This isn’t charity. A holiday in Australia is an incredible prospect and something we are truly fortunate to have at our fingertips. Even better, a holiday in Australia can be just about anything you want it to be.
Sure, our geographical isolation has helped create an insatiable craving to explore, to immerse ourselves in different cultures, landscapes and experiences. Yet, to do so abroad means we are bypassing 7.7 million square kilometres – including 5.6 million square kilometres of outback and 34,000 kilometres of coastline – of our own pristine homeland that offers the very thing we’re searching for.
An aerial view of Roebuck Bay coastline in Broome Western Australia.
Safety continues to be the top priority for travellers
There is no doubt that our travel behaviour will change as a result of our COVID-19 experience. And it will change in different ways for different people.
Tourism Australia survey data shows that 75 per cent of people believe the vaccine has given them the confidence to travel in Australia again, a figure that dropped to 58 per cent when discussing international travel.
Professor Walters, whose study, Good times ahead for Australia’s Tourism Industry: Proceed with Caution was published in 2020, suggests the presence of a phenomenon known as the ‘home is safer than abroad’ bias. “Basically, [the bias] implies that people tend to rate their home country as less risky than foreign countries,” she explains. “The reason for that is the familiarity. We know what to expect in our own country, we know we can get good health cover or good medical attention when we need it. We know and can possibly predict how our government is going to respond if there’s an outbreak. There’s more certainty around what’s open, and what’s available and what’s not.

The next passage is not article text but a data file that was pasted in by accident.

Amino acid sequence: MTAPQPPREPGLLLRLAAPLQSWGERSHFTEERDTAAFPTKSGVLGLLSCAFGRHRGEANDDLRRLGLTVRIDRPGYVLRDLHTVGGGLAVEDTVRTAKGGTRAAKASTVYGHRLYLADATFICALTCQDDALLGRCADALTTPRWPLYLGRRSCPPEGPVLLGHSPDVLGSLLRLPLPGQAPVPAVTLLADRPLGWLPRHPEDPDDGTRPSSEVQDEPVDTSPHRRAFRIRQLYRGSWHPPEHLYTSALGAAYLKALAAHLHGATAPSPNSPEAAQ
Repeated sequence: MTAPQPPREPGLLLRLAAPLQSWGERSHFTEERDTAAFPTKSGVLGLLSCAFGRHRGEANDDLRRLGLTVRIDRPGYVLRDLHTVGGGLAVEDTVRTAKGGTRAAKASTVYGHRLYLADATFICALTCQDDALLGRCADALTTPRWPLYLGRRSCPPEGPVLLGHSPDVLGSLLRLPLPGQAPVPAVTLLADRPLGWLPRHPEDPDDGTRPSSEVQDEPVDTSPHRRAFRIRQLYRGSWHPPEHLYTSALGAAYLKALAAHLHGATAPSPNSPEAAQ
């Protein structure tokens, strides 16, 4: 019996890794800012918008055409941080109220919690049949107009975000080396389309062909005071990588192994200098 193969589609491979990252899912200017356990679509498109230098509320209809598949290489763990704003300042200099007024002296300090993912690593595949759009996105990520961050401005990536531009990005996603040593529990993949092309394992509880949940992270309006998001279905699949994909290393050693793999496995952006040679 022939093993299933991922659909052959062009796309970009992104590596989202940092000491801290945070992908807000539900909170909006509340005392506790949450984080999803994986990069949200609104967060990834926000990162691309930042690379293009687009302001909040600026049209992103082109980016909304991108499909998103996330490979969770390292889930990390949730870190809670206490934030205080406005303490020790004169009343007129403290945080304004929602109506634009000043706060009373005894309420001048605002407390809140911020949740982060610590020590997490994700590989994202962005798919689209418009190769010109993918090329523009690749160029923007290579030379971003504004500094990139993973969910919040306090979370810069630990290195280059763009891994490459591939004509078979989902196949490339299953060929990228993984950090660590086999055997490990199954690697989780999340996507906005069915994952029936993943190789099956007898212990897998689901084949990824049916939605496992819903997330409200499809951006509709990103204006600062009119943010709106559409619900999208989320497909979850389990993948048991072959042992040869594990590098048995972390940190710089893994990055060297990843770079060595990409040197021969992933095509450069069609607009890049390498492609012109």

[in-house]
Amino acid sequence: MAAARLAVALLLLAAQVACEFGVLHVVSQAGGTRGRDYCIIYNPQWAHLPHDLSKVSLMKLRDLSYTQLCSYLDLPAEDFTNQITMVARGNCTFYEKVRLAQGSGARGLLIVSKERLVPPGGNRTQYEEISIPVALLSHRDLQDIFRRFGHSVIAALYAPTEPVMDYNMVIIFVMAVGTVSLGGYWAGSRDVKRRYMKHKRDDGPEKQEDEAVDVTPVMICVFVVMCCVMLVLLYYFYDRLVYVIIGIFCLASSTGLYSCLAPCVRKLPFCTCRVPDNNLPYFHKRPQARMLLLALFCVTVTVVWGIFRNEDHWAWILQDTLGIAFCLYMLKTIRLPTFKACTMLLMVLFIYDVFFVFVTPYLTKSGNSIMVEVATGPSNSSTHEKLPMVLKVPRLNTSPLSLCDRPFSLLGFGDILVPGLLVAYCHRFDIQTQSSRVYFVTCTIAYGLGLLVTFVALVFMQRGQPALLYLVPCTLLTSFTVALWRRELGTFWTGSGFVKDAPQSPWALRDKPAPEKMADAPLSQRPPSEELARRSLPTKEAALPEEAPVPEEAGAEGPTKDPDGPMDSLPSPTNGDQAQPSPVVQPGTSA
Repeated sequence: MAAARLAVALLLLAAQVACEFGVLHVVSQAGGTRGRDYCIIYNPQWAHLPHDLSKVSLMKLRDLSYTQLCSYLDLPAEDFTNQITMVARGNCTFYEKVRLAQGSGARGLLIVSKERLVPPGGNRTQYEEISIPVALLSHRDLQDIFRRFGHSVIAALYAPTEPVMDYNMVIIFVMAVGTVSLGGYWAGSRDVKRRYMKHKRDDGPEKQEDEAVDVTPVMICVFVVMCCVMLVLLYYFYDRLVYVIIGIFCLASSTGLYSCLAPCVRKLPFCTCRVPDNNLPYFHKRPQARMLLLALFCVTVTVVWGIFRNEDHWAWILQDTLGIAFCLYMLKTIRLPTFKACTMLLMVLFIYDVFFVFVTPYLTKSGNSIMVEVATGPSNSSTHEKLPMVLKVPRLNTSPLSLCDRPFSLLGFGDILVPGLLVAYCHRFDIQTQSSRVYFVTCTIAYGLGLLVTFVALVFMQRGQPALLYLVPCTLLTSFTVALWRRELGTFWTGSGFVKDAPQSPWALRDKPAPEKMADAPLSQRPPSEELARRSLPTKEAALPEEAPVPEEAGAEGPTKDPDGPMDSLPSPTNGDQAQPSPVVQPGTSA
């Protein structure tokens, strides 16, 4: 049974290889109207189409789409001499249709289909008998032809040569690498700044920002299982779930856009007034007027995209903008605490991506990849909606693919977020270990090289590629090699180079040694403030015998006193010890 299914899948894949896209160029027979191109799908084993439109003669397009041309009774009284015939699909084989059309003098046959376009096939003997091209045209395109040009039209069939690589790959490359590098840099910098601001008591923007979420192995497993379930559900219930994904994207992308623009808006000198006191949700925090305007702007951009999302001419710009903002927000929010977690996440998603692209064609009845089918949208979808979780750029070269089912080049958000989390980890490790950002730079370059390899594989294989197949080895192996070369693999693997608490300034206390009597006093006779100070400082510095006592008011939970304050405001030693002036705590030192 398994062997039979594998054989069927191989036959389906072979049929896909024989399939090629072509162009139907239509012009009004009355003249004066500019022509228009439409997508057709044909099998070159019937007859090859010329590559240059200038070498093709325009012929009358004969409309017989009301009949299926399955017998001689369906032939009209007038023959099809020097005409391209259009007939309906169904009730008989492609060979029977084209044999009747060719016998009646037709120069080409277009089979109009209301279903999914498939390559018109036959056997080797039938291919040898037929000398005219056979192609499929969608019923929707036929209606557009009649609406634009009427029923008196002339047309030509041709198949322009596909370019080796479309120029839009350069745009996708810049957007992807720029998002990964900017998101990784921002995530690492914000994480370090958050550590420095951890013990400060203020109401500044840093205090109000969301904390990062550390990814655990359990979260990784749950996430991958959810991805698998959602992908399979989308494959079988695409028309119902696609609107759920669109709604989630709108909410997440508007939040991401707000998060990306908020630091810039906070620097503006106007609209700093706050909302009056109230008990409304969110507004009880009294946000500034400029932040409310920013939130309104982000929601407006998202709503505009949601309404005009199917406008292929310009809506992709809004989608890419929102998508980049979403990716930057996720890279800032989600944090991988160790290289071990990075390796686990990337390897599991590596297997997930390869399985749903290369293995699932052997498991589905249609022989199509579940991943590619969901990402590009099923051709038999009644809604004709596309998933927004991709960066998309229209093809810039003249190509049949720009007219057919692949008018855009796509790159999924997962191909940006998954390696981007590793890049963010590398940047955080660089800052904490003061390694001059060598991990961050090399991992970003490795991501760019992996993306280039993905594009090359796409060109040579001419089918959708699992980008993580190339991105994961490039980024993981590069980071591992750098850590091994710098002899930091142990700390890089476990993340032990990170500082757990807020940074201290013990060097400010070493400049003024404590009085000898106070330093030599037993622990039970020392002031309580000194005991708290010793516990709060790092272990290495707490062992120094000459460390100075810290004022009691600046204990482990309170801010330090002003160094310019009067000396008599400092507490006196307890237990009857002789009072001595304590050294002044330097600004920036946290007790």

Check into Melbourne’s United Places and picnic in the Botanic Gardens on its doorstep. (Image: Emily Weaving)
“Before COVID, that didn’t come into play as much in terms of where people would go and what they would tolerate as being all part of an experience abroad … but I think those days are coming to an end now for a lot of travellers.”
For those who do start window shopping overseas destinations, the COVID-19 management and safety standards of prospective countries will likely be key considerations. Meanwhile, those browsing Australia’s extensive catalogue can do so with greater confidence.
Australia’s hot list
Our confidence is growing daily, as is our Aussie bucket list. We’ll re-book that cancelled trip to Tasmania and explore the state’s exquisite east coast with a revitalised gratitude.
Take on Tasmania’s Three Capes Track. (Image: Tasmania Parks & Wildlife Service)
We’ll make our way to Kangaroo Island, where natural wonders abound, or return to Uluru, where the connection to Country is deeply visceral, deeply moving. We’ll revisit our favourite holiday hotspots and finally book a stay at properties we’ve long had a crush on.
Lounge by the pool at Crown Towers Sydney. (Image: Crown Hotels)
We won’t forget our major cities, the destinations that have perhaps suffered most from the tourism lull. We’ll revel in Melbourne’s cultural delights, its wonderful cafe scene, its consummate street style. We’ll do what we can to help this incredible city recover. We will buy tickets to events. We will maintain our picnic habit. We will keep adding to this list.
Check out La Madonna Restaurant + Bar at Next Hotel Melbourne.
Me? I’ll indulge in Sydney staycations, exploring my hometown with the awe it deserves – enjoying world-class beaches, splashing out on harbour-view hotel rooms, and getting to those bars and restaurants that have spent too long on my to-do list. I will pop up to Brisbane and meet my new nephew. I will visit Western Australia for the first time in more than 20 years. Broome is top of the hit list – and yes, I want to ride a camel at sunset.
And again, Peter Allen’s famous tune plays in my head as I consider how lucky I am to call Australia home.
Ride a camel at sunset in Broome, WA.